Calif. police shoot, kill man they say tried to run them down
Delfin Vigil, Chronicle Staff Writer
San Francisco police fatally shot a suspected drug dealer Saturday after the man tried to run over two officers in the Mission District with a stolen car, a spokesman said Sunday.
Oliver Lefiti, a 37-year-old nightclub bouncer and resident of South San Francisco, died at San Francisco General Hospital early Sunday morning surrounded by his mother, brother, girlfriend and teenage son.
The family is questioning whether police used excessive force in the incident.
"His body was so full of bullet holes -- from his neck to his legs," said Lefiti's mother, Ana, who received the news of her son's shooting while she was at his aunt's funeral Saturday evening. "Why did they have to shoot at him so many times?"
Two officers confronted Lefiti after a caller reported seeing someone selling drugs from a blue car on Hoff Street at 5:15 p.m., Sgt. Neville Gittens said.
When Officer Jamie Hyun, who has been on the force for four years, and Gerard Arquero, on the force for six, didn't find the car on Hoff Street, they drove around the neighborhood in a patrol car looking for it. At 5:55 p.m. they spotted Lefiti sitting in a blue Honda Prelude parked on nearby Capp Street, between 15th and 16th streets, Gittens said.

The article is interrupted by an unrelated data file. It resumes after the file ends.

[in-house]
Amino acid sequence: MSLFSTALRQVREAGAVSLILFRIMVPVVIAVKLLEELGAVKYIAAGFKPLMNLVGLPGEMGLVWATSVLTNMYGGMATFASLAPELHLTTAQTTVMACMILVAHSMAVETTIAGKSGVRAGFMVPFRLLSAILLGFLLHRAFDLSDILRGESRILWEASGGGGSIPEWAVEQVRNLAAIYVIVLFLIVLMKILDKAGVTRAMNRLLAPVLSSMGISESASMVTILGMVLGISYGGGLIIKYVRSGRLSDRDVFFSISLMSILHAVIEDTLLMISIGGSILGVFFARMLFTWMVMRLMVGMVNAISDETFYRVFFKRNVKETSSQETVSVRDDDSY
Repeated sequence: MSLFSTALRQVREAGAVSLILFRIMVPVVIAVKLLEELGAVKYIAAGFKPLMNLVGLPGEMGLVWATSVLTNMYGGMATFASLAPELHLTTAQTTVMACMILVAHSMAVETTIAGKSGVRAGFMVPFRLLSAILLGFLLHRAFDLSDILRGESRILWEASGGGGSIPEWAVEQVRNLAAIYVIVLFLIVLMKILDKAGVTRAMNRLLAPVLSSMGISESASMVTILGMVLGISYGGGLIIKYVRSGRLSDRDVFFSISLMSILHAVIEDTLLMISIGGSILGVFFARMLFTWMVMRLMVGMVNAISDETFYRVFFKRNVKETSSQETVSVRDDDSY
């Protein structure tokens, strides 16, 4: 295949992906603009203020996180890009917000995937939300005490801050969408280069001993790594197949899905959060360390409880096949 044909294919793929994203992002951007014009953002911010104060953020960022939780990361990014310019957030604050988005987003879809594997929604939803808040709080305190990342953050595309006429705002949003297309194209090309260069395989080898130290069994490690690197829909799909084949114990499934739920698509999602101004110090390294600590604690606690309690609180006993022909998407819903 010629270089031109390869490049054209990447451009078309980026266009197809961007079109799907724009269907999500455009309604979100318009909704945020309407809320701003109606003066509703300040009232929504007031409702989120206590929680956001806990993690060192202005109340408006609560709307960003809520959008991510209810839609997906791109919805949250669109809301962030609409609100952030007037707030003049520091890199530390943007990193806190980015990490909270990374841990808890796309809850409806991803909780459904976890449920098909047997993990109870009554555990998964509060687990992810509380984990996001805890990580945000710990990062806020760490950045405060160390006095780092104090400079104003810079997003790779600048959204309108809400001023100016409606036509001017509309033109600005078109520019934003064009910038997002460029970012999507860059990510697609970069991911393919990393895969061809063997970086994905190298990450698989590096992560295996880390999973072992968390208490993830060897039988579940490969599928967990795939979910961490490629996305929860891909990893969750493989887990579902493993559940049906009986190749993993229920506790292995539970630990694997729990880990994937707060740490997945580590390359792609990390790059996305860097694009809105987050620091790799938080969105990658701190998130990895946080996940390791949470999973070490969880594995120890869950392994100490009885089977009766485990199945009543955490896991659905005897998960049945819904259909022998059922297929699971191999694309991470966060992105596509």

"The officers stated that they parked their patrol car at an angle in front of the suspect's car, got out and ordered him numerous times to step out of the vehicle and put his hands up," Gittens said. "The officers stated that he refused to do that and instead drove his car toward the officers in an attempt to run them over. The officers stated that they then fired at the suspect."
Gittens said Lefiti was alone in the car. Neither officer was injured. Gittens said both officers were immediately placed on administrative leave for the duration of the investigation.
Lefiti's car, which Gittens said was stolen, accelerated for about 50 feet before crashing into a parked car. The officers then approached Lefiti to give first aid and called paramedics, who took him to San Francisco General Hospital.
"They shot my man like a dog," said Lefiti's girlfriend, Wendy Timbreza, who said she does not believe Lefiti was a drug dealer. "The police didn't have to do what they did. Why couldn't they have just shot at his tires?"
Lefiti's relatives and Timbreza said they haven't received details on the incident from police, although Gittens said he called Lefiti's mother twice on Sunday.
Timbreza said Lefiti was an outgoing guy whom she saw act nervous only once when they first met at a party in 2002 and he asked her to dance. The 6-foot-3-inch, 380-pound Samoan American went by the nickname "Big O" and spent much of his time as a bouncer for clubs like San Francisco's Rawhide and 111 Minna, according to Timbreza, who lived with Lefiti and his younger brother, Mike.
"My brother used to sell drugs, but that was like 15 years ago," said Mike Lefiti, who said his brother did not own a car but often borrowed cars from friends. He said Lefiti often volunteered as a counselor for kids arrested in San Francisco.
"He was a changed man," Mike Lefiti said. "There were never any drugs in our house as far as I know. Me, him and our mom were all together on Saturday morning making plans for our auntie's funeral, which he was going to be a pallbearer for. "
Lefiti grew up in Daly City and attended Westmoor High School there. He leaves a daughter and a son from two past relationships.
"His son Anthony is just a sophomore in high school," said Mike Lefiti. "His son saw him take his last breath and watched him flatline."
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